Hall of Fame Trainer Scotty Schulhofer Dead at 80
by Leslie Deckard
Date Posted: 12/15/2006 12:32:39 PM
Last Updated: 12/17/2006 2:28:23 PM

Trainer Scotty Schulhofer, pictured here with his champion Lemon Drop Kid, has passed away at age 80.
Photo: Barbara D. Livingston
Retired Hall of Fame trainer Flint "Scotty" Schulhofer died Dec. 14 at Aventura Hospital in South Florida. He was 80.

According to his son and retired second-generation trainer, Randy Schulhofer, his father had been in the South Florida hospital since Dec. 5.

"He went peacefully," Schulhofer said. "He had a lot of friends and followers. He was just a great man, and he will be missed."

The younger Schulhofer said his father would be buried in his hometown of Aiken, S.C., Dec. 19.

"I worked for Scotty for 17 years," said Sal Russo. "He was a special man; a first-class kind of person. Not that he wasn't tough, because he was. I learned a lot from him, but I just wish I had the horses he did. He's always telling me to hang in there, because it took him a long time.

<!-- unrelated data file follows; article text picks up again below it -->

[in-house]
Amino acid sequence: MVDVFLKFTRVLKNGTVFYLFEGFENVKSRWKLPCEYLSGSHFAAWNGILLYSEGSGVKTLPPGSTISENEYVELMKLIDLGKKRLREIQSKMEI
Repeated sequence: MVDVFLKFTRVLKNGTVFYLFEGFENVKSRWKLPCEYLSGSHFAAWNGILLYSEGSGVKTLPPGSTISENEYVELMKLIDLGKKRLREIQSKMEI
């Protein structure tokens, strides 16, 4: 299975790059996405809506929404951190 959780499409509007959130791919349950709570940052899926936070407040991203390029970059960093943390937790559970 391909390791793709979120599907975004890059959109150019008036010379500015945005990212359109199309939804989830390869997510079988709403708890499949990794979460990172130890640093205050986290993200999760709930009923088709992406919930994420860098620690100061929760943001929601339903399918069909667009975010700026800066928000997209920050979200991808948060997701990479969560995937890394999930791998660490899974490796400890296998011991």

"He was a very good caretaker. If he could have taken them home with him at night, he would have. He always preached: if you treat them right, they'll treat you right."

Scotty Schulhofer, who was inducted into the Racing Hall of Fame in 1992, saddled five Eclipse Award winners: Mac Diarmida, 1978 turf male; Smile, 1986 sprinter; Fly So Free, 1990 2-year-old male; Rubiano, 1992 sprinter; and Lemon Drop Kid  , 2000 older male.

Smile won the 1986 Breeders' Cup Sprint (gr. I) and Fly So Free notched a win in the 1990 Breeders' Cup Juvenile (gr. I).

He saddled Lemon Drop Kid to wins in the 1999 Belmont Stakes (gr. I) and Travers (gr. I).

Jockey Jose Santos, who rode Lemon Drop Kid in the Belmont and Travers among other Schulhofer horses, said, "We definitely have great memories together. He was a pretty quiet person and always knew what he was doing with horses. I was only 25-years-old when I came under his wing and I couldn't even speak English that well, but he gave me a great chance.

"He put me on my first Kentucky Derby horse, Cryptoclearance. I also rode Rubiano, Fly So Free, and Colonial Affair. He treated me like a son. He is definitely going to be missed. He was one of the good ones."

Scotty Schulhofer saddled his first winner in 1962 at Aqueduct.

He retired from training in 2002.

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